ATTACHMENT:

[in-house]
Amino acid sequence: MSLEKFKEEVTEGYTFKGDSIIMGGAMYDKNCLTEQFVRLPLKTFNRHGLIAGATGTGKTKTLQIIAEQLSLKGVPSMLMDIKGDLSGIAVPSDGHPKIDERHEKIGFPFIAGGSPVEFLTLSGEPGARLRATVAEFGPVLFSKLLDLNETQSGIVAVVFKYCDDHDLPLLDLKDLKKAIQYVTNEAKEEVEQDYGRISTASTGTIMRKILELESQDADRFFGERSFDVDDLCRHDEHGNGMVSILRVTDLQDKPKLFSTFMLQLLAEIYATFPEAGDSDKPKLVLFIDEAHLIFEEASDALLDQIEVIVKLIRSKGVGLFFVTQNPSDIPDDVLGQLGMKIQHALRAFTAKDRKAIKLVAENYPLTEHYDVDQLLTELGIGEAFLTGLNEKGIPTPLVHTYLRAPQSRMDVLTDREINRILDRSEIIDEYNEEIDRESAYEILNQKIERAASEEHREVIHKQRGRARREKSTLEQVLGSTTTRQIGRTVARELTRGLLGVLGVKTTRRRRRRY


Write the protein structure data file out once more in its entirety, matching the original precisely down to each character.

[in-house]
Amino acid sequence: MSLEKFKEEVTEGYTFKGDSIIMGGAMYDKNCLTEQFVRLPLKTFNRHGLIAGATGTGKTKTLQIIAEQLSLKGVPSMLMDIKGDLSGIAVPSDGHPKIDERHEKIGFPFIAGGSPVEFLTLSGEPGARLRATVAEFGPVLFSKLLDLNETQSGIVAVVFKYCDDHDLPLLDLKDLKKAIQYVTNEAKEEVEQDYGRISTASTGTIMRKILELESQDADRFFGERSFDVDDLCRHDEHGNGMVSILRVTDLQDKPKLFSTFMLQLLAEIYATFPEAGDSDKPKLVLFIDEAHLIFEEASDALLDQIEVIVKLIRSKGVGLFFVTQNPSDIPDDVLGQLGMKIQHALRAFTAKDRKAIKLVAENYPLTEHYDVDQLLTELGIGEAFLTGLNEKGIPTPLVHTYLRAPQSRMDVLTDREINRILDRSEIIDEYNEEIDRESAYEILNQKIERAASEEHREVIHKQRGRARREKSTLEQVLGSTTTRQIGRTVARELTRGLLGVLGVKTTRRRRRRY